15:05 — We are introduced to Caparzo and Wade, who will end up being in Miller’s Ryan-saving squadron. Wade is a medic, we see him operate on a wounded soldier on the beach, using a dead body as a barrier against bullets and flying sand. We catch him in the moment of saving a man’s life, one second before the man is shot in the head. (Interestingly, Spielberg does not show the Germans shooting at medics — he goes to great lengths in this movie to not present the German army as savages or monsters.)

16:19 — Now what? Crouching against their precious sand dune, Miller and Horvath discuss ideas about how to get the men to the next step. With so many of their numbers dead, Miller directs his men to gather weapons and ammo and we see a soldier untangle a bandolier of bullets from the shoulders of a still-living man who’s just lost a leg. We also briefly meet Reiben, who will also end up with Miller on his mission.

17:24 — We meet Jackson, another member of Miller’s squad, as Wade clamps the artery of a weeping soldier. To Wade’s left, a soldier is hit on his helmet with a bullet. He takes off his helmet to make sure he’s not wounded, and is shot through the head. An incredible moment, and key to how the narrative of Ryan works: we are never sure of where instant death will come from in this movie, in what form and for what reason. With the poor head-shot soldier, Spielberg gives us one unbelievable moment, a brief laugh, then sudden tragedy, a tiny, second-long narrative that introduces a character, gives us a brief moment to love him, then savagely cuts him down.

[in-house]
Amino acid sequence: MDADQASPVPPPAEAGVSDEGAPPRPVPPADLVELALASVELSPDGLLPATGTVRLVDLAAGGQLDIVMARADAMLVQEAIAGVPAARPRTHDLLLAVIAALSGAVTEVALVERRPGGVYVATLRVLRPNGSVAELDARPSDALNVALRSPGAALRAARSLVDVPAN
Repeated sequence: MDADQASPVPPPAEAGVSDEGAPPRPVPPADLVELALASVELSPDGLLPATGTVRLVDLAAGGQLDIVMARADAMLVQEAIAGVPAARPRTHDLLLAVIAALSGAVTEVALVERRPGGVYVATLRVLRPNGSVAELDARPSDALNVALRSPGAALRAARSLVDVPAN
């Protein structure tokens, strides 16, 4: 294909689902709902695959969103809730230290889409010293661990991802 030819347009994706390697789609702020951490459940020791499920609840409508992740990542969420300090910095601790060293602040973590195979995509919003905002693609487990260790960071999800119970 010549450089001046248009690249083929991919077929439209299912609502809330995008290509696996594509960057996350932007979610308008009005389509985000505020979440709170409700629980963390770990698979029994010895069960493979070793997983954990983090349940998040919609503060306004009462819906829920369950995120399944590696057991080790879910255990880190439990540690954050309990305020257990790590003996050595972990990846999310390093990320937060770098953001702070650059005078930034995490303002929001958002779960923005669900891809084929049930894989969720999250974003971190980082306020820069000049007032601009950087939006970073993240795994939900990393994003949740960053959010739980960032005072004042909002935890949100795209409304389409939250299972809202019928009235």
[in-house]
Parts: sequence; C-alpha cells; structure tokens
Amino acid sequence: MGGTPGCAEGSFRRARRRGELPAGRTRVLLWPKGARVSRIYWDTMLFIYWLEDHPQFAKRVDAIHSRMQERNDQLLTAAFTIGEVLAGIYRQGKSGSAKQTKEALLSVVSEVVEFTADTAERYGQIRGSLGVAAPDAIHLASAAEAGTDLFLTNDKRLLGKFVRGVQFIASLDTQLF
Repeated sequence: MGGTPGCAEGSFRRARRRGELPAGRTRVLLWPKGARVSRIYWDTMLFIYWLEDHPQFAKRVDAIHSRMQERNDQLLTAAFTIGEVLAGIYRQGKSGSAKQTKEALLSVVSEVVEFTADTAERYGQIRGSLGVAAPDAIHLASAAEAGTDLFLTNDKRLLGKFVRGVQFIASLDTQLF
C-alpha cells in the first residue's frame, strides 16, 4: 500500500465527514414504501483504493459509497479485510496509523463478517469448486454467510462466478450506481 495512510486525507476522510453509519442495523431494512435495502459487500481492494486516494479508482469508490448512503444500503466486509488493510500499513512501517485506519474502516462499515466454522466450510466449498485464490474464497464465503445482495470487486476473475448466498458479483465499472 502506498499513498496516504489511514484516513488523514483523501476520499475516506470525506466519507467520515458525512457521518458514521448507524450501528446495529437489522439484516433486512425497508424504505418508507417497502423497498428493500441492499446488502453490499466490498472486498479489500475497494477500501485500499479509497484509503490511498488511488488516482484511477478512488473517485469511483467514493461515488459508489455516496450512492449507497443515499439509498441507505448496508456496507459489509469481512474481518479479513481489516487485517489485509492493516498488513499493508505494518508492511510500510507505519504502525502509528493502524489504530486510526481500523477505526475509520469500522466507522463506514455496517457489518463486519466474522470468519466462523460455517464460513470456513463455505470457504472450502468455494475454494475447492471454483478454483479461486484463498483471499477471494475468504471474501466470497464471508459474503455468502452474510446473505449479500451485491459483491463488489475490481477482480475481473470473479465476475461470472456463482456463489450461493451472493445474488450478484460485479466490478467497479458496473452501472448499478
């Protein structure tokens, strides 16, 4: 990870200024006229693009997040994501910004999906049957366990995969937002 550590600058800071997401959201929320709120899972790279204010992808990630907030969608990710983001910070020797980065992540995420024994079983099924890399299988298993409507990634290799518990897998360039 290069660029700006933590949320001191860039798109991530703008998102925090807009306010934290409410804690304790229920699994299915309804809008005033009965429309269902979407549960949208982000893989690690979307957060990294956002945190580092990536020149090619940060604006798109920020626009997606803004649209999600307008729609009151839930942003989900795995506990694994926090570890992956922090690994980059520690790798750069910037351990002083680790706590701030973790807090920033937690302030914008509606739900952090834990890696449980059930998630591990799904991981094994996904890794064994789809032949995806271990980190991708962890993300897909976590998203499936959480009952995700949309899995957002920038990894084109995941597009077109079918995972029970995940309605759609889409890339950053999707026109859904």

18:22 — Bangalore torpedoes arrive, somehow, and are used to clear a space through the dunes so that Miller and a squad of men can advance to the base of the pillbox. Down on the beach, Wade’s boss takes him through a crude triage session, instructing him on priorities. Again, it’s small and subtle, but priorities, and Wade’s priorities specifically, will continuously circle around in this narrative.